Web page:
I am back from wonderful Ghana! I have just returned from my first Africa Business & Investment Mission to Ghana and I am filled with energy and excitement! The country is full of mind-boggling African business opportunities, you must not miss!
Wow, what an absolutely amazing and very successful week it has been! The whole trip exceeded even my own expectations and we have now very happy participants who are buzzing with energy and want to start implementing in Ghana over the next few months. Yep, all of them, that is.
I am grateful to be able to see them so eager to follow-up on the amazing insights and connections they were able to build in a single week. Serious business connections were made.
One said: ‘Had I come on my own I would not even have achieved 10% of what we have achieved here.”
The other one told me:”Seriously, you have changed my life.”
I feel happy and humbled and the success is also down to my great colleagues Akosua and Prince of AB2020 (both Ghanaians) who did an exquisite job in the preparatory work and local guidance. A huge ‘thank you’ also to the Ghana Investment Promotion Council (GIPC) who supported us throughout. Personally, I can say that this was one of the best weeks I had, too, and Ghana is a great country to do business in, no question about that. But then, connecting with Africa is so much more than that each time. It is almost always a matter of the heart.
(Well, and in Ghana even a matter of the stomach I cannot remember when I had last eaten that much delicious food in a week – you would find us all eating a lot I have to admit. It must have been all that hard work :))
I want to let you know that I did not choose Ghana by default or because I had great connections there. I chose it because I believe it is one of the best markets in Africa for first time entrants (among other). If you are doing business in Africa for the first time, market parameters such as degree of opportunities, ‘ease of doing business’, low levels of corruption and threats, and a country that scores high on personal & investment safety, effectiveness, business incentives go an extra long way.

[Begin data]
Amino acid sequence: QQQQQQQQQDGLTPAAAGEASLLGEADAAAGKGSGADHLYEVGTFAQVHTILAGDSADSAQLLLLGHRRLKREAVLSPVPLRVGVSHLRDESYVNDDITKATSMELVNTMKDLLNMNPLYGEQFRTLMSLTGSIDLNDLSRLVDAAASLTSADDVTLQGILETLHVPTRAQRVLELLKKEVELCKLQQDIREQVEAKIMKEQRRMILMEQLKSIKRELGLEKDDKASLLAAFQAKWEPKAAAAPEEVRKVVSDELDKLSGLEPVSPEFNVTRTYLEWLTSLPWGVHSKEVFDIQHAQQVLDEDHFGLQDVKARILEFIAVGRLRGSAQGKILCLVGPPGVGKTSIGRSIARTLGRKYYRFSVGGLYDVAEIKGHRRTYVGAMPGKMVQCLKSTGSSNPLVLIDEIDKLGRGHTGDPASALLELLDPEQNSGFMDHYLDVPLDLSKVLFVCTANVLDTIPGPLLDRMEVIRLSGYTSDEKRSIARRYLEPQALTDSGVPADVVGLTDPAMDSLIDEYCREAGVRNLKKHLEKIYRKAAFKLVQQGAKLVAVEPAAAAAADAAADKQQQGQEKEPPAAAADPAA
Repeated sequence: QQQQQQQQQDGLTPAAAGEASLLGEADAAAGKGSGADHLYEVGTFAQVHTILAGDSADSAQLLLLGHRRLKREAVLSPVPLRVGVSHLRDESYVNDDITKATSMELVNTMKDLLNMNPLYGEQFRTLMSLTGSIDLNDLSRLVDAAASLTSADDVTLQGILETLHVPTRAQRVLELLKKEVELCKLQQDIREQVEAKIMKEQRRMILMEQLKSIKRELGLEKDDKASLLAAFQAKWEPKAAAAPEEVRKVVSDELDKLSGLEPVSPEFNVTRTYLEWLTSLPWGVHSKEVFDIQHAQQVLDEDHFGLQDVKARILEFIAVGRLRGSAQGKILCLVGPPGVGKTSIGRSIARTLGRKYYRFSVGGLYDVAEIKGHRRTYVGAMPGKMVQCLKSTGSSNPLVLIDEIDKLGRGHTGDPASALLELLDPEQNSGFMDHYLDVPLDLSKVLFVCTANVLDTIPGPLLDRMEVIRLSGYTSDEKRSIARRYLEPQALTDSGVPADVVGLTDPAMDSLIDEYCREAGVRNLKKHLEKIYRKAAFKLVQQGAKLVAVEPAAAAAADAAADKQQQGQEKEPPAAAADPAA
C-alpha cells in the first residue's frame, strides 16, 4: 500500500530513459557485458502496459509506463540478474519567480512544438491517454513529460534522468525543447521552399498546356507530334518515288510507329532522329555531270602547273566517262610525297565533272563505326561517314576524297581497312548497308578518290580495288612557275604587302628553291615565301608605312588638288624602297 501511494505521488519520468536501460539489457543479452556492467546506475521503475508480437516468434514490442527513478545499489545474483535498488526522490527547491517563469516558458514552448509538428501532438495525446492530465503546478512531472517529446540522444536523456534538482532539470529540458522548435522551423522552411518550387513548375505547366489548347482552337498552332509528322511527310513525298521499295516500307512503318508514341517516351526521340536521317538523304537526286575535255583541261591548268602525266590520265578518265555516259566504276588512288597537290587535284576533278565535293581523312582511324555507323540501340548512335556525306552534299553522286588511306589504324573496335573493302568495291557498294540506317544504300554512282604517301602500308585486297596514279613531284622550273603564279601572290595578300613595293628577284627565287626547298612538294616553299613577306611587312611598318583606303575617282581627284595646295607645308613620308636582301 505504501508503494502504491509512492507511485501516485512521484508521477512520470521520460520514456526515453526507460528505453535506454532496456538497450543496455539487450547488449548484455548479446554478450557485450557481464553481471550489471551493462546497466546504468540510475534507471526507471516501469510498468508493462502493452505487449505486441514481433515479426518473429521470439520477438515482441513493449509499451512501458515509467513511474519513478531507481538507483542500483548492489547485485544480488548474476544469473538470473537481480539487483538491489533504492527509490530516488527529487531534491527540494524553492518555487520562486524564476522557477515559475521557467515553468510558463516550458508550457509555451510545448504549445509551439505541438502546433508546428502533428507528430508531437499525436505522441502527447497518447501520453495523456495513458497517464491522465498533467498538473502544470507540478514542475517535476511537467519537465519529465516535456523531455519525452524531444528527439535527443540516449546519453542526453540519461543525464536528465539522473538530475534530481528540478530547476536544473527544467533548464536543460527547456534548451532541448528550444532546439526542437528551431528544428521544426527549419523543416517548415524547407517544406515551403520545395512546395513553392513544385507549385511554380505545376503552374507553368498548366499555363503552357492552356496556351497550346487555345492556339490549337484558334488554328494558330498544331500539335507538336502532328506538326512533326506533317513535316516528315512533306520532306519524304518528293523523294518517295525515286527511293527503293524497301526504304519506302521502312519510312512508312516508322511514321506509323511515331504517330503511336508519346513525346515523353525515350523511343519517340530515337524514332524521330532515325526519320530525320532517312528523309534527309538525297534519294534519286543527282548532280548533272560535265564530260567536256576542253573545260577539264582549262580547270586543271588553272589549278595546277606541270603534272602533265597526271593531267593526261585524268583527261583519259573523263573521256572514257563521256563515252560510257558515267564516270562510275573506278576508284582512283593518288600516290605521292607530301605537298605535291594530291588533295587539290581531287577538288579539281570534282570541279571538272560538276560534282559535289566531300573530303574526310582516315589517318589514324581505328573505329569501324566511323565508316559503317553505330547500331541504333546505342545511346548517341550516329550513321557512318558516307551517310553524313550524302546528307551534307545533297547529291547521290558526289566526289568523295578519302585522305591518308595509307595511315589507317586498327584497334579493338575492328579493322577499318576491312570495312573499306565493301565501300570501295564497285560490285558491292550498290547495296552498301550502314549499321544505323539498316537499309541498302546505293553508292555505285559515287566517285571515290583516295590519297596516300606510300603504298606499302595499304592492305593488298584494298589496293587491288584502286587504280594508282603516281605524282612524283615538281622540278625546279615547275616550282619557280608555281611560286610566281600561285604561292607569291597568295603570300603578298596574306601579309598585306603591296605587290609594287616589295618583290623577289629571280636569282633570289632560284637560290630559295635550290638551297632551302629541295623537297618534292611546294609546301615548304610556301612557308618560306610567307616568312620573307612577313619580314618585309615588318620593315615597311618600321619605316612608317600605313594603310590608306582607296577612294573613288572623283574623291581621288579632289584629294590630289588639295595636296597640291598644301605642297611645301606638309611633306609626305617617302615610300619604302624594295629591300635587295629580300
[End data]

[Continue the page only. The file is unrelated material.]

Oh, and one more thing: We managed around 25 meetings in 5 days – yep, absolutely, we averaged 5 meetings each day and that included government ministers, CEOs of GIPC, the Export Promotion Council, the Chamber of Commerce, etc. And of course we met with many, many amazing local business owners, entrepreneurs, investors, and farmers.
I always thought getting so many meetings banked is unique to markets with a relatively small capital city and no traffic (Kigali for example), so I was a bit concerned if we could manage that in Accra. But I am telling you now that you can be very effective in this regard in Ghana, too, if you take the right approach. Traffic after all, thanks for that, is very manageable and orderly in Accra.
Today, I would like to take the opportunity to share with you some of the amazing opportunities we have come across during our recent business trip. I am happy to make you aware of valuable details you would hardly read about anywhere else – having said that, of course this is only an article, so I will pack into it as much as I can. And if you are in a hurry, please read it in chunks (note: all images used in this post are my own made during this trip).
Amazing African Business opportunities in Ghana: So let’s get started – shall we?!
1. Yep, agribusiness is for those who want to become millionaires
Yes, yes I know – agribusiness is an area you often come across when reading my blogs, but you can simply not disregard it when thinking about doing business in Africa. And our trip to Ghana has brought this realization to new heights!
We even had a participant who was interested in real estate and I think this trip almost converted him 🙂 In short: the opportunities in agri-business in Ghana are absolutely enormous, so much so, that I could not even scratch the surface of it in a separate post. But listen, we met Diaspora entrepreneurs and renowned local business men and investors and they have made millions with agribusiness. They could not stop talking about their expansion plans and the huge opportunities in the sector. They were clearly the biggest fans of their own industry. And that is the right sign.
One said to me:” I don’t want to venture into anything else. Agribusiness is where I make my money’. Now mind you, this gentleman has been introduced as one of the most successful investors in Accra; he is maybe in his forties.
What to invest in?
Fruits, poultry, fish farming, cashew nuts, palm oil, cassava, and cocoa where without a doubt the products that came up again and again as they were said to be bringing great returns. Avocado seems to be another popular product.